Again, National Center officials stress the need to call local police first. The National Center lists guidelines on the Internet (APBNews.Com) on "What To Do When Your Child Is Missing." In a section headlined "Taking Action," it says the first step to take if a child is missing is to "immediately call the police." National Center officials write that parents should tell police what their child was wearing, as well as that child's age, height, weight, etc. "After you have reported your child missing, listen to the police's instructions and respond to their questions," they go on to say. Yet, Walsh, Allen, and Rabun claim they've "recovered" more than 49,000 children since 1984. "Such dishonesty and distortion scares parents and children and needlessly and wastes tax dollars," said Abbott, founder of Services
for the Missing.

Four polls taken in the last 15 years showed that families feared stranger abduction more than any other problem facing their children. In 1995, for example, Pizza Hut commissioned a national survey which revealed that 87 percent of parents questioned said that concern that their child would be reported missing for more than a day was their biggest worry as a parent. Yet encouraged by the National Center, and because so many parents worried about child abduction, many doubtful groups and businesses around the country received media coverage and raised money by fingerprinting and photographing children. Walsh's own Adam Walsh Child Resource Center, in West Palm Beach, Florida, for example, boasts it has fingerprinted more than 50,000 children.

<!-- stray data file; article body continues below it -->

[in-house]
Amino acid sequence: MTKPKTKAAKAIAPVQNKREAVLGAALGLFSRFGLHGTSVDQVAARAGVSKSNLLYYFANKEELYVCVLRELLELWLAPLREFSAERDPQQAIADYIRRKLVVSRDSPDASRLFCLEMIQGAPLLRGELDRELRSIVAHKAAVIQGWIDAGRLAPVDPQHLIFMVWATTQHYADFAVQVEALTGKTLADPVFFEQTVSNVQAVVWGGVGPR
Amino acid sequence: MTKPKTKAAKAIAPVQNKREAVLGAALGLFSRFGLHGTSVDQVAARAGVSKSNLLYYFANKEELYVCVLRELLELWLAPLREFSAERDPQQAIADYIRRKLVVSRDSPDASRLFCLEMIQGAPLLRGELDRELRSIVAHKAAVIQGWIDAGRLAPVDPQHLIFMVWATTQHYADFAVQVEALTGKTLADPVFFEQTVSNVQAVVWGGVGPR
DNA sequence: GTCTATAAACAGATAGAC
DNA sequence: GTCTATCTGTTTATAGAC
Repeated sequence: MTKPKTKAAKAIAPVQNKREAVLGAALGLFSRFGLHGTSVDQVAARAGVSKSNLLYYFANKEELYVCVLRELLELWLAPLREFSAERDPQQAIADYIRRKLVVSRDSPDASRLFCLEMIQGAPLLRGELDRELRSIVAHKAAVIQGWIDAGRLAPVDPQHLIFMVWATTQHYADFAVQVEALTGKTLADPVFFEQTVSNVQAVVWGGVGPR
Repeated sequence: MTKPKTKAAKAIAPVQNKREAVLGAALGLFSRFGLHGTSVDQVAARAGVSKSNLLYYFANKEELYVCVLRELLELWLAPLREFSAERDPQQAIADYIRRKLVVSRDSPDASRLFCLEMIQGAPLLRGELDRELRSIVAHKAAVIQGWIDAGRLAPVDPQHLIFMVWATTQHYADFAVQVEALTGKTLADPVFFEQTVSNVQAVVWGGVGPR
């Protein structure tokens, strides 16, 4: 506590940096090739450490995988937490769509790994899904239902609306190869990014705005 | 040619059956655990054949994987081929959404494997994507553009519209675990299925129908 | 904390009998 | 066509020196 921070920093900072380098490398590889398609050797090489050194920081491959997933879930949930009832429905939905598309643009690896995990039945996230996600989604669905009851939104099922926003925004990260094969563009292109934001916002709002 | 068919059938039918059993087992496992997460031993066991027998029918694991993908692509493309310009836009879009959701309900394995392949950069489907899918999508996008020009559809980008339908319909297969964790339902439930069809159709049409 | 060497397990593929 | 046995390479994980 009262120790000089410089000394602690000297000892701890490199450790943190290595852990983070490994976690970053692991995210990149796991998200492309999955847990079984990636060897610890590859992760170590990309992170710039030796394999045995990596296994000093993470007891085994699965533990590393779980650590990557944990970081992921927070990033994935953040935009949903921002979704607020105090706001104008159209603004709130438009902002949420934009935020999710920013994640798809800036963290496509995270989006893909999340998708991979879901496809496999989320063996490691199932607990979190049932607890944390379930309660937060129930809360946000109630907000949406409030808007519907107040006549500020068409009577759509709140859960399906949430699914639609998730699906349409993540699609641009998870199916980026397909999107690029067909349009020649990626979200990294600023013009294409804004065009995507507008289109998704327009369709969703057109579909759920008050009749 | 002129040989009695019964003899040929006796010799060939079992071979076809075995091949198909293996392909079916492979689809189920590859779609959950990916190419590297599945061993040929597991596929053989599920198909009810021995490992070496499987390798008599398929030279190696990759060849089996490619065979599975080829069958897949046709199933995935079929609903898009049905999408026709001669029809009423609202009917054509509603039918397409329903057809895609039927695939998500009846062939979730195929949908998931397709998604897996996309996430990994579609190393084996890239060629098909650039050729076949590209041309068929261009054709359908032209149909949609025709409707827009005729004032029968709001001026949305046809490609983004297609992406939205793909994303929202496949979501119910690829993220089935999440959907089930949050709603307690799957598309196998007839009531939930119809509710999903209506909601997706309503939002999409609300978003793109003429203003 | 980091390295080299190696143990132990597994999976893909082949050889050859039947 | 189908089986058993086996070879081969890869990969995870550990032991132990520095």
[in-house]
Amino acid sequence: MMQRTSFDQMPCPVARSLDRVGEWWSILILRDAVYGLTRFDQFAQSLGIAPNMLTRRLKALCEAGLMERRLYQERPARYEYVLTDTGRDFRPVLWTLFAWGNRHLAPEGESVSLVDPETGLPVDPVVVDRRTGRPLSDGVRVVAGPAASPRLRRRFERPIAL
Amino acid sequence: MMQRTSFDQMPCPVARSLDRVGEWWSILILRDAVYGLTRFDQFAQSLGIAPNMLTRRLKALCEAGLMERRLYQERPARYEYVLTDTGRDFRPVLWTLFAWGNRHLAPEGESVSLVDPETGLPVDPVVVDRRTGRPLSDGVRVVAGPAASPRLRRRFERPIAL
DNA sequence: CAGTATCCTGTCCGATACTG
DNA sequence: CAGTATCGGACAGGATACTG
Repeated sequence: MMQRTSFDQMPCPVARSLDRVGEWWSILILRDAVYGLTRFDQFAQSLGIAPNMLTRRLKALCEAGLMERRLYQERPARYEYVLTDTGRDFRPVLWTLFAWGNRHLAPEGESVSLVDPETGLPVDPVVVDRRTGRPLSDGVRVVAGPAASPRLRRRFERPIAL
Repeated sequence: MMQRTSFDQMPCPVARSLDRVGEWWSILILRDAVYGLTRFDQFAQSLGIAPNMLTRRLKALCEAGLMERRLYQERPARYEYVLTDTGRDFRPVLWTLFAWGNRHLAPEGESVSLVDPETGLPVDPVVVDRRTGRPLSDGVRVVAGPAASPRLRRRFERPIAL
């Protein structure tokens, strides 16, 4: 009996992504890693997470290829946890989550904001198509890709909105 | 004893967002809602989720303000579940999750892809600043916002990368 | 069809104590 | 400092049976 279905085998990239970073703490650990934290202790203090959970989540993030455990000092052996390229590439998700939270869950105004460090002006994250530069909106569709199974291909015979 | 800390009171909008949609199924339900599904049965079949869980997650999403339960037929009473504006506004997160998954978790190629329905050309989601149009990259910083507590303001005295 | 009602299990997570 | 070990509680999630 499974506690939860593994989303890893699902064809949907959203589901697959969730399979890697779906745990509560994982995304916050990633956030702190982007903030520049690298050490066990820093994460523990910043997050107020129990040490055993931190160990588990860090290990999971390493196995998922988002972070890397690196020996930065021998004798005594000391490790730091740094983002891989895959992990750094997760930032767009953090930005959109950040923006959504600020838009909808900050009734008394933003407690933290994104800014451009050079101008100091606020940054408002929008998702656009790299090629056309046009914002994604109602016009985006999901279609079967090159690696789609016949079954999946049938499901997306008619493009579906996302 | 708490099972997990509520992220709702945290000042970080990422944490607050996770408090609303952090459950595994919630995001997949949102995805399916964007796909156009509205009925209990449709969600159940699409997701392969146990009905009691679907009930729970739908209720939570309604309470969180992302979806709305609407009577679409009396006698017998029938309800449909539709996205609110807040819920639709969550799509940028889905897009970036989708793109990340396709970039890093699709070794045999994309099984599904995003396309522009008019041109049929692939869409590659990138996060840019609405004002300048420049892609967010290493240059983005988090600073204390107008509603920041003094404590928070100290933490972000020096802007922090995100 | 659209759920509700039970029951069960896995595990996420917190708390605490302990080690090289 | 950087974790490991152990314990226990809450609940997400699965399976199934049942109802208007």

"Fingerprinting never found anyone," said Charles Sutherland, publisher of Search Reports, a publication about missing children and adults. Search is in Hasbrouck Heights, New Jersey. "And videotaping hasn't found anyone, either." Now Walsh promotes DNA fingerprinting, which identifies bodies, but doesn't find missing children who are alive.

Critics feel the National Center's not looking for children wastes valuable resources. For instance, more funding for police databases with names of convicted criminals might have saved a California girl's life. Polly Klaas, a 12-year-old girl, was kidnapped and murdered from her Petaluma, California, home in 1993 by a man twice convicted of violent crimes. But local law enforcement authorities didn't know that when they questioned him on an unrelated trespassing complaint shortly after the girl's abduction.

Because of a lack of funding, the state's Violent Crime Information
Center wasn't operating when she was taken, which was Friday night,
October 1, 1993. Sheriff's deputies in Sonoma County picked up Richard Allen Davis, 39, about one-and-a-half hours after her abduction. They ran a criminal